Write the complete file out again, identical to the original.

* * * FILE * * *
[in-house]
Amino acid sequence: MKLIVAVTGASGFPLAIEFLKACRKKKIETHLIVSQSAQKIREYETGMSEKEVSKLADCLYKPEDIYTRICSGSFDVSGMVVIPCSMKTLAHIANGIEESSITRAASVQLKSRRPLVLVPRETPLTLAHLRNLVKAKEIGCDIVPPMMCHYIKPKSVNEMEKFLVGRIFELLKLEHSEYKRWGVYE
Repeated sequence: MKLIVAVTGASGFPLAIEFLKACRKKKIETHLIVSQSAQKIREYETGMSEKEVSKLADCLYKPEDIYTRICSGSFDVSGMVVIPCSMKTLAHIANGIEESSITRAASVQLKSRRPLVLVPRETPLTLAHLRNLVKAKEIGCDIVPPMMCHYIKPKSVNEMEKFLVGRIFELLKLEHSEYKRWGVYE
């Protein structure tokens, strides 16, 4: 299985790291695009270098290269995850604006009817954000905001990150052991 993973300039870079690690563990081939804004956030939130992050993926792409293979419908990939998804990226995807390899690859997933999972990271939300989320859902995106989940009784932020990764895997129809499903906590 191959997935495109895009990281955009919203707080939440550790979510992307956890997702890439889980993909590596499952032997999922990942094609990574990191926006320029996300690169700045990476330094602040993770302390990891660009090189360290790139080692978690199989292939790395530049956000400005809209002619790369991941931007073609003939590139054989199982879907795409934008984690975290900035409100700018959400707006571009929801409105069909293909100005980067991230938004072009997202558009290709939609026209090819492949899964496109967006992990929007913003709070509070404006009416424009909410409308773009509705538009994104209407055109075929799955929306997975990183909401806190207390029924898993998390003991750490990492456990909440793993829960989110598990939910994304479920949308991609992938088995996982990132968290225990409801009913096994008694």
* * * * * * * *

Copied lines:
[in-house]
Amino acid sequence: MKLIVAVTGASGFPLAIEFLKACRKKKIETHLIVSQSAQKIREYETGMSEKEVSKLADCLYKPEDIYTRICSGSFDVSGMVVIPCSMKTLAHIANGIEESSITRAASVQLKSRRPLVLVPRETPLTLAHLRNLVKAKEIGCDIVPPMMCHYIKPKSVNEMEKFLVGRIFELLKLEHSEYKRWGVYE
Repeated sequence: MKLIVAVTGASGFPLAIEFLKACRKKKIETHLIVSQSAQKIREYETGMSEKEVSKLADCLYKPEDIYTRICSGSFDVSGMVVIPCSMKTLAHIANGIEESSITRAASVQLKSRRPLVLVPRETPLTLAHLRNLVKAKEIGCDIVPPMMCHYIKPKSVNEMEKFLVGRIFELLKLEHSEYKRWGVYE
């Protein structure tokens, strides 16, 4: 299985790291695009270098290269995850604006009817954000905001990150052991 993973300039870079690690563990081939804004956030939130992050993926792409293979419908990939998804990226995807390899690859997933999972990271939300989320859902995106989940009784932020990764895997129809499903906590 191959997935495109895009990281955009919203707080939440550790979510992307956890997702890439889980993909590596499952032997999922990942094609990574990191926006320029996300690169700045990476330094602040993770302390990891660009090189360290790139080692978690199989292939790395530049956000400005809209002619790369991941931007073609003939590139054989199982879907795409934008984690975290900035409100700018959400707006571009929801409105069909293909100005980067991230938004072009997202558009290709939609026209090819492949899964496109967006992990929007913003709070509070404006009416424009909410409308773009509705538009994104209407055109075929799955929306997975990183909401806190207390029924898993998390003991750490990492456990909440793993829960989110598990939910994304479920949308991609992938088995996982990132968290225990409801009913096994008694």